Currently, only 2 members of the Kashiwaya staff can speak English conversationally. Language level varies among the rest of our staff, but most are far from perfect. Despite this, we seem to have developed a reputation as a rural onsen inn that can accommodate English speakers. Just take a look at some of the glowing reviews our international visitors have written for us.
“As someone who barely speaks Japanese I was a little worried about travelling out into the countryside but my concerns were put to rest by the kind staff who were able to patiently explain things about the inn, in English.” ~Trip Advisor
“The staff is very friendly and can speak English, which is a great plus for the foreigner discount they already include!” ~Trip Advisor
The accommodation of Shima Onsen Kashiwaya Ryokan usually includes dinner and breakfast (one night stay and two meals per day).
You can enjoy your stay in a traditional Japanese Ryokan that has Japanese features such as tatami rooms, an Onsen (hot spring), and Japanese cuisine.
We are happy to have received a lot of good comments and reviews, especially about the cuisine.
The dinner in the evening is truly the best bit though… A 12 course meal with so many different things to try from Japanese cuisine…
The food was amazing, they happily accommodated my vegetarian request and the in-room dinner and breakfast made the stay feel like a real traditional Japanese experience.
Breakfast is served downstairs, but dinner is served in your own room – both are a delicious parade of more than ten different dishes!
Recently the number of guests at our Ryokan from overseas has been increasing.
In the last four months alone (January to April) this year, we have welcomed guests from more than 30 countries and regions.
So, we have also had variety of requests for special menus (especially vegetarian and vegan).
Therefore, Shima Onsen Kashiwaya Ryokan has created five special menus.
Regular dishes that we usually serve and many of our guests enjoy.
2. Menu with no meat
Substitute other ingredients for all meat in the regular menu.
Seafood, egg, dairy products are still used.
3. Vegetarian A menu
No meat and seafood, but a basic element of Japanese cuisine, ‘Katsuo Dashi’ (Japanese-style broth with dried bonito(fish) ) is used. Egg and dairy products are also used.
4. Vegetarian B menu
This meal does not contain meat, seafood, egg or dairy products, although ‘Katsuo Dashi'(Japanese-style broth with dried bonito) is used.
As it was mentioned above, ‘Katsuo Dashi’ is a basic element of Japanese cuisine.
5. Vegan menu
This menu does not contain meat, seafood, egg or dairy products. Special broth with edible kelp, mushrooms, and vegetables is used instead of ‘Katsuo Dashi’ (Japanese-style broth with dried bonito). There is an extra charge of 2,000yen per night per person.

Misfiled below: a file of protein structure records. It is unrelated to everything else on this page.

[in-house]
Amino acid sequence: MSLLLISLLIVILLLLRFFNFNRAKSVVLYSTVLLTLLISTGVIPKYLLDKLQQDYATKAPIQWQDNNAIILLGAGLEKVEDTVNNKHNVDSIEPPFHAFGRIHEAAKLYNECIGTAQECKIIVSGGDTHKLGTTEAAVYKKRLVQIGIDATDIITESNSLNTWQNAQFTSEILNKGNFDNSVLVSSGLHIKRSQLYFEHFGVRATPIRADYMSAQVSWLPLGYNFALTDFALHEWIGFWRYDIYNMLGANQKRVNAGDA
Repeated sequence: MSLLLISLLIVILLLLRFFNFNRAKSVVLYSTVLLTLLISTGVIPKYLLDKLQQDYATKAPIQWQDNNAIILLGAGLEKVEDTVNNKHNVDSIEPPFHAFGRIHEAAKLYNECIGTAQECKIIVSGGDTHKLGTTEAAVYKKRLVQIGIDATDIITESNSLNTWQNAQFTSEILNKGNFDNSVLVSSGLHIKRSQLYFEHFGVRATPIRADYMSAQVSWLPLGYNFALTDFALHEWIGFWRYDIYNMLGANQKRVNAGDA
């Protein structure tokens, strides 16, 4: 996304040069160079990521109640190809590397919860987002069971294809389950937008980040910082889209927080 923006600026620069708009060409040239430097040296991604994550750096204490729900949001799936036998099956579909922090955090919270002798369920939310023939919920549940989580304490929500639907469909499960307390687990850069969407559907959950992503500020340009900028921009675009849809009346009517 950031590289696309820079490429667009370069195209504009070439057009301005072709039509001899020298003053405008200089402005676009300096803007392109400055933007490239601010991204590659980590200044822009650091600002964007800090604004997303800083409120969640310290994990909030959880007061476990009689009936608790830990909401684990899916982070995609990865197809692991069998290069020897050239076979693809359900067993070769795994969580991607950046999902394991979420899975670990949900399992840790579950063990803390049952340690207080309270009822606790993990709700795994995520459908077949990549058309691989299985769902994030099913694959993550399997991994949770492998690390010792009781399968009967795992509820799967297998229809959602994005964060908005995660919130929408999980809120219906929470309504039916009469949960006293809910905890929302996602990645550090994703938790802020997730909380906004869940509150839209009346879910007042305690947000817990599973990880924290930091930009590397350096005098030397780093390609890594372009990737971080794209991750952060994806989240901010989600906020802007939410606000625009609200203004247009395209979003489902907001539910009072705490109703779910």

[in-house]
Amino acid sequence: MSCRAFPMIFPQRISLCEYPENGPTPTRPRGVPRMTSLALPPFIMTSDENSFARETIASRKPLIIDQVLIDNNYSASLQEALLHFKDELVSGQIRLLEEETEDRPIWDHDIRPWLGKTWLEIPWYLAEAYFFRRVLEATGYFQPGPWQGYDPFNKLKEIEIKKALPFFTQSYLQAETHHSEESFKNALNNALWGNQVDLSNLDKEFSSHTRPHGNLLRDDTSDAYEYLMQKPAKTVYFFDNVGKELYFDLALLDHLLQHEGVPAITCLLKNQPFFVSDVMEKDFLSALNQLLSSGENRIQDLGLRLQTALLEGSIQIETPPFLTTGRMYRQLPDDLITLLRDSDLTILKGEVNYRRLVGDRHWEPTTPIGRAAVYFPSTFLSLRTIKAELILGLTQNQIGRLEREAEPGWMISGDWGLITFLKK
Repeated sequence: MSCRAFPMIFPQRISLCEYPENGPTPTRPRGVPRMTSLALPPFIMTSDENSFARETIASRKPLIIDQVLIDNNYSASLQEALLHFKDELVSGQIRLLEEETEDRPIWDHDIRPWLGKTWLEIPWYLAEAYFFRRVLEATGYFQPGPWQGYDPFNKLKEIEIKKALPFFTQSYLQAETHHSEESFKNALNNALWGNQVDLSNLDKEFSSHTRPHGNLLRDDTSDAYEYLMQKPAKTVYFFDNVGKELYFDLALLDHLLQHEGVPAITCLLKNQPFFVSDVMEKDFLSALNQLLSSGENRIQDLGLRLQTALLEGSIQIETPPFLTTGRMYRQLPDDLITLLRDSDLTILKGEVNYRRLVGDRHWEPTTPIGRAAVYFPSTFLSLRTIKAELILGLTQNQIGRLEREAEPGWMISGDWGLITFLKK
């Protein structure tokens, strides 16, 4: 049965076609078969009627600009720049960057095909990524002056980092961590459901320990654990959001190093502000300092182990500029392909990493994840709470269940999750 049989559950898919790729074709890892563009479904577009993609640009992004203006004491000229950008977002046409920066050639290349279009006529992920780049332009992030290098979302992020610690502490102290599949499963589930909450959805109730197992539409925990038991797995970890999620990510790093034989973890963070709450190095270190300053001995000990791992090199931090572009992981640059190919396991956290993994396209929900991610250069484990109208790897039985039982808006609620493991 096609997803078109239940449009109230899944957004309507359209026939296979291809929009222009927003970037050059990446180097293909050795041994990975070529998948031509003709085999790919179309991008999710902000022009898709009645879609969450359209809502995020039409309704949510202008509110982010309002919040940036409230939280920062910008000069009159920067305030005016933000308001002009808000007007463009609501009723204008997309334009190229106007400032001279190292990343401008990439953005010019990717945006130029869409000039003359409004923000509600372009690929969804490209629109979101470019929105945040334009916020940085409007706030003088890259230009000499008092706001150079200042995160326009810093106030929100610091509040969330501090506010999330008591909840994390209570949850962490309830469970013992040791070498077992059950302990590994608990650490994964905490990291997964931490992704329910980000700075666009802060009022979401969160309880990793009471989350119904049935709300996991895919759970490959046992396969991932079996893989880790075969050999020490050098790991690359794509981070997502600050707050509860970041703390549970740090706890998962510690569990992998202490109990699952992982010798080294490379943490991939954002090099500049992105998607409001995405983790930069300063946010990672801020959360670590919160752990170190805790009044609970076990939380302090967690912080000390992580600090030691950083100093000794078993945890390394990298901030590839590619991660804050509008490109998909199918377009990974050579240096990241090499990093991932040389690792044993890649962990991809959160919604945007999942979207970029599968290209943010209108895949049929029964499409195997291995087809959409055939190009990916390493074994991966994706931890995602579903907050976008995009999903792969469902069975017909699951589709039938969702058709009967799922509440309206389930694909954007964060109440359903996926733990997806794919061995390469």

We are afraid that we cannot accommodate fully for food allergies.
We will try to do our best. However, some ingredients may contain allergens, and allergens are handled and prepared in the same environment with all other food items, so trace amounts of these allergens may be found in all dishes.
We appreciate your understanding in this matter.
We are sorry to say that we cannot currently prepare halal food.
It is difficult for us to divide our cookware and utensils to prepare a halal menu.
In addition, some seasonings contain a little alcohol.
Please choose one of the five menus above, if possible.
We appreciate your understanding in this matter.
Likes and dislikes
We highly recommend that you try Washoku (Japanese cuisine). It is a great opportunity to enjoy it. There may be some dishes and ingredients that you are unfamiliar with, but they are worth trying.
Please let us know any of your menu requests in advance.
We may not able to accommodate you if ordered on the same day.
Along with Kashiwaya Café at Shima Onsen Town, Shima Onsen Kashiwaya Ryokan is run by Kashiwaya Ltd., a small company operated by a family.
The founder is Masao Kashiwabara, my (Masuo Kashiwabara) grandfather.
According to historical documents, it is guessed that our ancestors moved from the current Shizuoka prefecture to Sawadamura-Kanobara, about 10km south from Shima Onsen, in the Age of Civil Wars or in the beginning of Edo period (End of 16th century or bigining of 17th century).
We can never know why our ancestors moved from such far Shizuoka prefecture to this countryside village in mountains.
In addition, it seems that our clan was used to be Shugenja (tempest) called Kashiwabara Shugen Daizoin until about Meiji Ishin(19th century).